The Station Masters House – Peake


Station Masters House – Peake


Back in 2010, I had the pleasure of visiting a friend (and team member at the time) down south near Tailem Bend. We visited many places during our travels, including Tailem Town, but we also stopped at the Station Masters Hours at Peake.
We had been made aware of the house by a local who had suggested it for a possible investigation site, and I thought whilst in the area I would look into too it. While the history was interesting, of which we will get to shortly, the site was not suitable for an investigation of any kind without a serious clean-up.

On our inspection, we noted the large amounts of pigeon droppings inside, and one wall of the kitchen was entirely infested by swarms of bees.
Much too and fro-ing happened in the Eidolon Paranormal office, do we get in an apiarist to remove the bees, and clean the place ourselves, or do we not investigate at all, plus with no stories of a genuine haunting, only one of death, was it worthwhile? – in the end, the distance to travel and the cost of cleaning the site won out, and we let it be… Still, I wonder, if cleaned up (which would be a gift to the local Peake community) would something paranormal indeed be found in the Old Station Masters house?

Peake is a little farming community about 150 km east of Adelaide, not far from Tailem Bend. It was first settled in 1912 and named after the State Premier of the time, Archibald Peake.
It was a major stopping point for rail in the area, is one of many stops for loading grain onto freight trains, and also a passenger stop for people getting to local farms.
The town itself was very smaller at the time, and remains a small town, with a population of about 200 people currently.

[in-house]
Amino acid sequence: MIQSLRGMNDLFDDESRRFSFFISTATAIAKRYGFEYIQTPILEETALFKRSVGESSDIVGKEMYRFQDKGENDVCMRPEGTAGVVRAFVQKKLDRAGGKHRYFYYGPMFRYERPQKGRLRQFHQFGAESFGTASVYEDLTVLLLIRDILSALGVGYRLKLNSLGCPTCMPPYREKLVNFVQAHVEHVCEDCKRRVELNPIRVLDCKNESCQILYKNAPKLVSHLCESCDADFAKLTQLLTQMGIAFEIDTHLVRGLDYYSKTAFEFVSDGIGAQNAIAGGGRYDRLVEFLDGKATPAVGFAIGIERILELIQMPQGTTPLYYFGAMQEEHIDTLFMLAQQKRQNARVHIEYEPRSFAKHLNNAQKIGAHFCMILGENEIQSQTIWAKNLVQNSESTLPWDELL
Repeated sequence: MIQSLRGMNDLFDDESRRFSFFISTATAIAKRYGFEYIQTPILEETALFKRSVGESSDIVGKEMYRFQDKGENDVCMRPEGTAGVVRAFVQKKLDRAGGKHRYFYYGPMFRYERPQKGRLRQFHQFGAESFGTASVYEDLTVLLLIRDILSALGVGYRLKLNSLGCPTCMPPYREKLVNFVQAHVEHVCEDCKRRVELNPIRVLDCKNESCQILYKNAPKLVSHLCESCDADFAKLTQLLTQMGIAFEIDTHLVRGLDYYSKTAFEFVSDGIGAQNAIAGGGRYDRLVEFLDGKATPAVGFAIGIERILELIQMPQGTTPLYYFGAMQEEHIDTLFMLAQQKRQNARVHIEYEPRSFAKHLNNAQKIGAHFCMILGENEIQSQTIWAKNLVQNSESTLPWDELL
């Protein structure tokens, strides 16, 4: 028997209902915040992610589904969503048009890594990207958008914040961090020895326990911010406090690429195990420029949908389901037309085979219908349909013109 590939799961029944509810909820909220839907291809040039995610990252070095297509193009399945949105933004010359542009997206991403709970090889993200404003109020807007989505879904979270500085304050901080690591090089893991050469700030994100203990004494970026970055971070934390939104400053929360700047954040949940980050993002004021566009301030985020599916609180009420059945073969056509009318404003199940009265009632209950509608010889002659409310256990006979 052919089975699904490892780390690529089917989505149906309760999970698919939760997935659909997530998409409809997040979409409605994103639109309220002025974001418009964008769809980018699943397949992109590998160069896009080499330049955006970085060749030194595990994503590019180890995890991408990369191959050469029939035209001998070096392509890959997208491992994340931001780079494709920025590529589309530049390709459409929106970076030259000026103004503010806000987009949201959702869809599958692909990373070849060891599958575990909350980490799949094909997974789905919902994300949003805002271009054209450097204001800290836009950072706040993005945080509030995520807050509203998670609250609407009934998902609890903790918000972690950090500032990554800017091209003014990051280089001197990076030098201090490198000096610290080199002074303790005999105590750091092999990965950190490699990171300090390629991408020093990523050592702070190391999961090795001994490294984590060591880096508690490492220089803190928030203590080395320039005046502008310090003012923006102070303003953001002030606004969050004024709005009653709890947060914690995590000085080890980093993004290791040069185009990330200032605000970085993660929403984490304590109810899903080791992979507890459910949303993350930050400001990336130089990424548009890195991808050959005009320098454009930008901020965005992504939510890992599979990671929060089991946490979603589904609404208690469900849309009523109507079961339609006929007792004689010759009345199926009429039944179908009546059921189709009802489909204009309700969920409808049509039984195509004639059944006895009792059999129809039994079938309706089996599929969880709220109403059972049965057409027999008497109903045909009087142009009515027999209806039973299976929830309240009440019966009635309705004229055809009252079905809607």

The Station Masters House was built in 1912 and used continuously until 1990. The last Peake Station Master was Jozeff (Joe) Suchon. Mr Suchon was 78 years old when he died on the kitchen floor of the House back on the 8th of January 1990.

Local legend has it that he was a very rude man and one who did not take well to his neighbours and other townsfolk, with only one person in the town who would visit him, on a very irregular basis, delivering wood in winter.

Mr Sucheon died in the kitchen, it is presumed of a heart attack, after bringing in wood from the little woodshed at the rear of the house, he fell in such a way that the rear door could not be opened inwards.
His body lay on the floor for over a week, in the January heat before being found, one can only imagine the smell and the mess. This poor man’s body could not be extracted any other way than to cut the lino floor around his remains and lift him out, a very messy and distasteful job for anyone to carry out.

Today the house is part of a tourist walk through Peake, and the local tourist catalogue, even states the above facts about Mr Suchon’s death, even mentioning the fact you can see on the kitchen floor exactly where the lino had been cut around his body to remove his remains… Rest in Peace Mr Suchon



© 2013 Allen Tiller


All content on “Eidolon Paranormal & The Haunts of Adelaide” sites, blog and corresponding media pages (eg Facebook, twitter etc) is copyright. Apart from any fair dealing for the purpose of private study, research, criticism or review, as permitted under the Copyright Act, no part may be reproduced by any means or process without the written permission of the author. © 2012, 2013


All photos remain the property of their respective copyright owners and are displayed here for the purpose of education, research and review under the copyright act “fair usage” clause.

Somphotos’s used here on this site are sourced from The State Library of South Australia, and The National Library of Australia and http://www.gawler.nowandthen.net.au – all photos are out of copyright and have no usage restrictions implied.